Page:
COLUMBIA, S.C. (AP) — A convicted felon, a former presidential nominee and one of Donald Trump’s most loyal supporters fought for their political lives Tuesday in primary elections across America that tested anew the Republican president’s clout within his own party.
Voters cast ballots in seven states, including Maryland where a computer problem could affect tens of thousands of potential votes. But no contest mattered more to the Trump White House than South Carolina, where one of the president’s very first high-profile supporters, Gov. Henry McMaster, faced the possibility of losing his seat to a political newcomer.
McMaster was up against self-made millionaire John Warren in a runoff election that threatened to embarrass the White House if the governor fell short. Trump has a mixed track record when going all-in for an ally: His preferred candidates have suffered stinging losses in Alabama and western Pennsylvania in recent months.
The South Carolina gubernatorial race headlined the latest series of primary contests, which included New York, Utah, Colorado, Oklahoma and Mississippi as well as Maryland. With the November general election a little more than four months away, more than half the states will have selected their candidates after the day’s final votes are counted.
History suggests that Trump’s Republican Party, like the parties of virtually every first-term president dating back to Ronald Reagan in 1982, will suffer losses this fall. Yet it remains unclear whether Democrats’ enthusiasm advantage demonstrated in the early months of Trump’s presidency will be enough to take control of Congress and key governors’ offices nationwide.
It is clear, however, that Trump will be an active participant.
Besides South Carolina, the president injected himself into marquee races Tuesday in New York, where convicted felon Michael Grimm is fighting for his old job, and in Utah, where the 2012 Republican presidential nominee, Mitt Romney, is seeking a political comeback as a 71-year-old freshman senator.
Trump last month stepped into the messy congressional primary in New York City’s only Republican stronghold, Staten Island, calling for the re-election of Rep. Dan Donovan. Standing in his way: Grimm, who held the seat until 2015, when he pleaded guilty to knowingly hiring immigrants who were in the country illegally to work at his Manhattan restaurant and cooking the books to hide income and evade taxes.
Grimm, who served seven months in prison, was known for his tough-guy talk while in Congress, where he once threatened, on camera, to break a reporter in half “like a boy” and throw him from a balcony.
Elsewhere in New York, a handful of incumbent congressmen from both parties could lose their jobs. They include Rep. Joe Crowley, considered a candidate to become the next House speaker should Democrats win the majority. He is locked in his first serious Democratic primary in more than a decade.
Political newcomer Alexandria Ocasio-Cortez, a 28-year-old former aide to the late Massachusetts Sen. Ted Kennedy, hopes to take down Crowley. While Crowley is backed by many unions, Ocasio-Cortez has been endorsed by several liberal groups, including MoveOn.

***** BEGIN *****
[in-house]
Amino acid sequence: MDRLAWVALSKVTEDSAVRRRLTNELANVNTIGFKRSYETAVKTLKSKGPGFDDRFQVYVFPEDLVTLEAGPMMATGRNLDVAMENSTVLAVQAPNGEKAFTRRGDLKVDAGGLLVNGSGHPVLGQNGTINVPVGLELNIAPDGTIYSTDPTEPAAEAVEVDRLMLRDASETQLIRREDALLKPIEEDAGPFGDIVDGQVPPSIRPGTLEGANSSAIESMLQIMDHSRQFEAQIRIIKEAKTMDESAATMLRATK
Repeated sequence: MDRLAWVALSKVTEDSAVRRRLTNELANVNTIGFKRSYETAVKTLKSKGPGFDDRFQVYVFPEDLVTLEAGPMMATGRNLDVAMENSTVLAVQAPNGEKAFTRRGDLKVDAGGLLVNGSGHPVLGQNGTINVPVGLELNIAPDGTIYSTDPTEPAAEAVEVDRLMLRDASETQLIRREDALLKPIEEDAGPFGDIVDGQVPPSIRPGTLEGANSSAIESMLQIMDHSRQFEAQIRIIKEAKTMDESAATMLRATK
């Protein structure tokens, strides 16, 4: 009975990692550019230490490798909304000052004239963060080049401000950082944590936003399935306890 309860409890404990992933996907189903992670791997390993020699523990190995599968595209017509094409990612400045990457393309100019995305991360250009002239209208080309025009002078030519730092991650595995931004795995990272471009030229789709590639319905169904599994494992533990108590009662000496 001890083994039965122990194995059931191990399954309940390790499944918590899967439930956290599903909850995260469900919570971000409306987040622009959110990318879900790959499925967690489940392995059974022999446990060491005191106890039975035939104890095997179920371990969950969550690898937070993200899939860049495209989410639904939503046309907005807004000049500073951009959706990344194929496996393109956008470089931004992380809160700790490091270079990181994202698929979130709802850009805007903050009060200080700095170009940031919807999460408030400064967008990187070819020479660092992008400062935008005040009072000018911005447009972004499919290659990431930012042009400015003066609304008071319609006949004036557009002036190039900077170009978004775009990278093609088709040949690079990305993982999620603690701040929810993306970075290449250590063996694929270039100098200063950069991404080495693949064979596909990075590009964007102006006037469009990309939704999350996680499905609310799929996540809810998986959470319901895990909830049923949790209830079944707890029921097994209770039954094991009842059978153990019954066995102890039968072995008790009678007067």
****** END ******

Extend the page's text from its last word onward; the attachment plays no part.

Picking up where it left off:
More than 2,000 miles (3,200 kilometers) away in deep-red Utah, Trump also endorsed Romney, who once served as the face of the “Never Trump” movement but has since warmed to the Trump presidency.
The former Massachusetts governor is facing little-known state Rep. Mike Kennedy, who questions Romney’s conservative credentials and ability to work well with the president. Kennedy won over far-right conservatives at the state GOP convention earlier in the year, but he’s expected to struggle among more moderate Republican voters — including many Trump critics — around the state.
Utah voter Andrew Knaupp, a 43-year-old graphic designer, said he was irritated by Romney’s early hostility to the president.
“I’m left wondering which Mitt Romney I’m going to get in office. He’s changed his positions on a lot of things,” Knaupp said, noting that he voted for Kennedy.
In a weekend op-ed published in The Salt Lake Tribune, Romney wrote that the Trump administration’s policies have exceeded his expectations, but he pledged to “continue to speak out when the president says or does something which is divisive, racist, sexist, anti-immigrant, dishonest or destructive to democratic institutions.”
Not to be forgotten: races to determine gubernatorial candidates in Maryland, Colorado and Oklahoma. Oklahoma is also deciding whether to legalize the cultivation, possession and use of marijuana for medicinal purposes.
In Maryland, the State Board of Elections was contacting as many as 80,000 voters whose registration information had not been updated, the result of a computer problem. Voters affected by the problem were being asked to cast provisional ballots, which would not be counted until July 5, officials said. They added that the problem was related to a programming error, not infiltration from an outside source.
The most telling test of Trump’s influence was in South Carolina, where McMaster — elevated to the state’s top office last year when Nikki Haley became U.N. ambassador — is in jeopardy. Two weeks ago, the governor failed to win the GOP primary outright, requiring a runoff election with Warren.
McMaster shocked even his closest advisers when, as lieutenant governor in early 2016, he became the first statewide-elected official in the country to back Trump’s White House bid.
Warren, a millionaire businessman and a Marine, has argued that his outsider candidacy makes him more akin to Trump.
During a rally on the eve of the election, Trump dedicated only a few minutes of his hourlong speech to the Republican governor he was there to support. But McMaster got the image he wanted as he embraced Trump while they briefly shared the stage.
McMaster, given his turn to speak, called Trump “a real force of nature.”